Chlorofluorocarbons Refrigerants, CFC Refrigerants: Ozone Layer Depletion & Greenhouse Effect

Chlorofluorocarbons Refrigerants, CFC Refrigerants: Ozone Layer Depletion & Greenhouse Effect
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What are CFCs?

Chlorofluorocarbons (CFCs) have been used extensively in last five or six decades as refrigerants in the vapor compression cycle to

produce refrigerating and air-conditioning effects. In recent years it has been found that CFCs are most destructive to the environment. It has been proved that CFCs are a major cause of depletion of the earth’s stratospheric ozone layer and contribute to the greenhouse effect (global warming).

Presently large quantities of CFCs are being used as refrigerants in a number of refrigerating and air-conditioning systems. Though the refrigerant moves in a closed cycle, there are lots of leakages that escape to the atmosphere and cause destruction of the ozone layer. The most shocking fact about CFCs is that they have exceptionally long atmospheric life which, in certain cases, even extends to 100 years. This means that if CFC refrigerants are leaked in the atmosphere, they will keep depleting ozone layer for the next 100 years to come.

How CFCs Destroy Ozone Layer

When the CFC refrigerants are leaked from refrigeration or air-conditioning systems, they drift around the lower layers of the atmosphere. Slowly they start infiltrating into the upper layers of the atmosphere and soon reach the ozone rich stratosphere, where they undergo major chemical changes.

What Ozone Does:

In the ozone layer sunlight enters in its pristine pure form; it is called ultraviolet radiation, which is highly intense and dangerous to plant and human life. The ozone layer filters this highly intense sunlight and allows less intense sunlight, which is not harmful to human and plant life, to the surface of the earth.

How it Changes CFCs

The unfiltered sunlight bombards the molecules of CFC refrigerants, and they are pushed towards the stratospheric clouds over the poles. Due to this the CFC molecules get disintegrated. The chlorine atom removed from CFCs reacts with ozone molecule (O3) and converts it into oxygen molecule (O2).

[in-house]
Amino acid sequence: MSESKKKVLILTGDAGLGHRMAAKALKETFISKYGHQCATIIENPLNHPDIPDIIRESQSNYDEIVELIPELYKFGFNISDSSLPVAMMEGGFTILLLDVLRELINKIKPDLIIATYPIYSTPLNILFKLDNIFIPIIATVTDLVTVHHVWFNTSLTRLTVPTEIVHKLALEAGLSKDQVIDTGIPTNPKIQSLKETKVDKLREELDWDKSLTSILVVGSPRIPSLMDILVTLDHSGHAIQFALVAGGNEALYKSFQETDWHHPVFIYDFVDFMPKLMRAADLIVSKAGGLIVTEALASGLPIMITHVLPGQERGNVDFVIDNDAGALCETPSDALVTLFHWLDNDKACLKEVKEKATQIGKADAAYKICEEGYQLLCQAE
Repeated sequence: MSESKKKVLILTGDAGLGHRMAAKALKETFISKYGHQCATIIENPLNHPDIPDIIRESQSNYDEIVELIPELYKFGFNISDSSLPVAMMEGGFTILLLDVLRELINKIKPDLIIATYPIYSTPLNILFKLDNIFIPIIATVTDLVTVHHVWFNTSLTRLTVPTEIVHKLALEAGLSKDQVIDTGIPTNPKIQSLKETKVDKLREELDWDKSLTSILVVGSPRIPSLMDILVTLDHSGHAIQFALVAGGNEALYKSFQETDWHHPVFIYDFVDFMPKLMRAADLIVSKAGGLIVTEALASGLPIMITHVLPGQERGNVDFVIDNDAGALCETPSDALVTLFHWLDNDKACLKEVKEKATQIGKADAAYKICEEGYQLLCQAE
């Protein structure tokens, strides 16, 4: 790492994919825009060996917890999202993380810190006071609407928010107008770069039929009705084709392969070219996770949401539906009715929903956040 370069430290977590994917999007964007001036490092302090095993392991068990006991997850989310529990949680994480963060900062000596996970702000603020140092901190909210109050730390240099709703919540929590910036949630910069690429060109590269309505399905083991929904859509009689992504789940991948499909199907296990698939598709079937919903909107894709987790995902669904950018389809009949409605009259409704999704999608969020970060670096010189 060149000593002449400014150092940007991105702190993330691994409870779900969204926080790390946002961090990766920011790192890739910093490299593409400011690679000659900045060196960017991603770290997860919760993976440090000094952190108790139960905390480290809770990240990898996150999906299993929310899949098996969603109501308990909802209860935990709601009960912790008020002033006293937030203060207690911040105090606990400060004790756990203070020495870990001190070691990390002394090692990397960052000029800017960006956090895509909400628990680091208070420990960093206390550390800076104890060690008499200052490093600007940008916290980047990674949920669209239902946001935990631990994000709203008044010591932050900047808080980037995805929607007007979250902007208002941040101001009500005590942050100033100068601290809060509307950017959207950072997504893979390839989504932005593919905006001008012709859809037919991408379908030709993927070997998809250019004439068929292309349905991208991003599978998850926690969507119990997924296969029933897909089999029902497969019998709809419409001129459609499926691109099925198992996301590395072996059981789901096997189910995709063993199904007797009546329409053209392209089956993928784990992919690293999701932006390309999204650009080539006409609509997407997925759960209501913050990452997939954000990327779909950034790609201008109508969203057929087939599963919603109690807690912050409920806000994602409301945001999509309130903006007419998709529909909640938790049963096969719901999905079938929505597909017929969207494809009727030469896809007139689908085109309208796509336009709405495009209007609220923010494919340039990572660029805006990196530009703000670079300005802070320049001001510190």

Ozone is Transformed to Oxygen

Now, the oxygen does not have the capacity to filter the highly intense ultraviolet radiations. So what is happening because of the CFC refrigerants is that the protective ozone layer is getting converted into incapable oxygen. Due to this the amounts of ultraviolet rays reaching the surface of the earth becomes very high and then causes excessive heating in the environment, called the greenhouse effect.

The Greenhouse Effect

Due to the greenhouse effect the ice in Antarctica and the poles starts getting melted, which causes large amounts of waters drifting to the rivers, causing floods. Thus, due to depletion of the ozone layer, not only the temperature increases, but also the level of water that causes floods.

To prevent the depletion of the ozone layer due to CFC refrigerants, an international agreement called Montreal Protocol was signed by various countries in 1987. As per the agreement the use of the most dangerous group of CFCs comprising of R-11, R-12, R-113, R-114, R-115, R-500 and R-502, were scheduled to be phased out of production totally by January 1, 1996 in developed countries and by the year 2000 in developing countries.

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